What is Fatigue?

Fatigue can be defined as the decreased capacity for physical or mental activity due to an imbalance in the resources needed to perform an activity.1 In other words it’s a feeling of tiredness, lack of energy or exhaustion which can be hard to shake.

Fatigue following TBI

Fatigue is one of the most common symptoms following TBI of all severities. At 5 years post-injury, fatigue can still affect up to 73% of people with TBI.2

It is thought that fatigue following TBI may be due to the extra energy that is needed to complete everyday tasks, given that underlying brain damage may remain.3

Additionally, fatigue is a symptom of disorders, including TBI, which affects the basal ganglia and interrupts the connection between the prefrontal cortex and the thalamus.4 The basal ganglia plays a major role in motor activity and motivation, and if this has been damaged by the injury, then fatigue may be a consequence.

Following a TBI there are three main types of fatigue. These include:

Mental Fatigue – not being able to concentrate or stay focused.5
Physical Fatigue – being physically tired and needing to rest.5
Psychological Fatigue – feeling a lack of motivation to do anything.5

Types of Fatigue

Mental Fatigue
Mental fatigue can be caused by spending too much time on an activity without taking appropriate breaks or pacing yourself. When recovering from a TBI it’s important to make sure that you take enough breaks from activities that require you to think, so that you don’t overdo it. Your GP can give you individual advice on pacing your activity to reduce mental fatigue.

Physical Fatigue
Physical fatigue can stem from muscles becoming weaker following a TBI, due to inactivity. As the day progresses physical fatigue will gradually become worse but after a good night’s sleep, it is likely to improve. As an individual recovers from a TBI and gradually increases their daily amount of physical activity, physical fatigue is likely to decrease. If physical fatigue persists, speak to your medical professional.

Psychological Fatigue
Psychological fatigue following TBI can be related to other TBI symptoms such as anxiety, depression, stress and sleep disruption.

Tips for managing fatigue following a TBI

There are a number of strategies that can be used for managing fatigue following a traumatic brain injury.6

  • Rest: Make sure you are getting enough sleep, as well as taking regular rest breaks when you begin to feel mental/physical/psychological fatigue.
  • Exercise: Once you have been given the OK to exercise from your medical professional, exercise is an important part of TBI recovery. It will give you an endorphin boost, relieving some of the symptoms which may be associated with psychological fatigue, as well as giving your brain a cognitive boost. It is important to remember however to stop if you feel that TBI symptoms are returning.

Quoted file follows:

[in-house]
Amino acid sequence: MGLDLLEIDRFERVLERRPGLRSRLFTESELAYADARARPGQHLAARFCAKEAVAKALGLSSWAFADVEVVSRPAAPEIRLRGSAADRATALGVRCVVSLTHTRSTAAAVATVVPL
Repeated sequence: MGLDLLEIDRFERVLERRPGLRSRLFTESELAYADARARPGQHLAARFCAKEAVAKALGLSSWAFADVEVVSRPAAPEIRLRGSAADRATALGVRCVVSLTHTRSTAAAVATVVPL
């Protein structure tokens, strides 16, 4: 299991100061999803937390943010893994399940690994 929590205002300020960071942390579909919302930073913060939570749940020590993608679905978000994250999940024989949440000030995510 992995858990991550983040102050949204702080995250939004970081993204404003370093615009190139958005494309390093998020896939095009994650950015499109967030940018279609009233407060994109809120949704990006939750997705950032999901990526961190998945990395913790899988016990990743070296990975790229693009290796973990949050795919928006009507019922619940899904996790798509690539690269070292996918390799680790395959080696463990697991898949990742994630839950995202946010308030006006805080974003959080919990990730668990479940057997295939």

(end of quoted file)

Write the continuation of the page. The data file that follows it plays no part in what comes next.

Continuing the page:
• Nutrition:  Make sure that you are getting a well-balanced and nutritious diet to help your body recover.
  • Ask for help: There is no shame in asking for help when you feel fatigued. Seek medical advice regarding the support services that may be available to you and ask your friends and family for help if that is an option for you.
  • Pacing: Pacing is a way of balancing the activities you have to do each day. Make sure you don’t have too many tasks to complete each day, and take regular rest periods so that fatigue does not become overwhelming.

*Disclaimer: Please note that these tips are not medical advice. It is recommended that patients consult their medical professional for individual medical advice relating to TBI and fatigue.

Pacing – what it is and why you need to practice it

Pacing is a key skill in learning to manage fatigue, triggers and your energy levels. Pacing is the skill of managing your daily and weekly activity so as not to overload your mental, physical and psychological capacity, causing your fatigue to worsen.

Key tips to introduce pacing into your day to day routine:

  • Set goals in terms of mental and physical activity. The end goal may be to walk to the local shops five kilometres away. To reach this goal begin by doing pacing exercises such as walking for 5 minutes, then the next week walk for ten minutes, until you reach the point where your end goal is within reach.
  • Don’t try to increase your level of activity too quickly. Stick with the same level for a period of time (such as a week) before trying to increase.
  • Spread your tasks out over the course of a week so that you don’t overload yourself and increase fatigue. Make sure that you have appropriate rests.
  • If you are back at work and using a computer, it’s very important to make sure you take regular breaks. Gradually increase the amount of time you spend in front of a screen each day as screens can contribute to other symptoms such as headaches.
  • Even though you may have days where you don’t feel as fatigued, it is valuable to stick to your pacing activities so that you don’t overload and increase your symptoms of fatigue.7

 

References

1. Aaronson, L.S., Teel, C.S., Cassmeyer, V., Neuberger, G.B., Pallikkathayil, L., Pierce, J., Press, A.N., Williams, P.D., & Wingate, A. (1999). Defining and mea-suring fatigue. Image—The Journal of Nursing Scholarship, 31, 45–50.
2. Olver, J.H., Ponsford, J., & Curran, C. (1996). Outcomes following traumatic brain injury: A comparison between 2 and 5 years after injury. Brain Injury, 10, 841–848.
3. van Zomeren, A.H. & Brouwer, W.H. (1994). Clinical Neuropsychology of Attention. New York: Oxford University Press.
4. Chaudhuri, A., & Behan, P. O. (2000). Fatigue and basal ganglia.Journal of the Neurological Sciences, 179(S 1-2), 34-42.
5. https://msktc.org/tbi/factsheets/fatigue-and-traumatic-brain-injury 
6. Ingles JL, Eskes GA, Phillips SJ (1999) Fatigue after stroke. Archives of Physical Medicine and Rehabilitation, 80(2), 173-78
7. www.headway.org.uk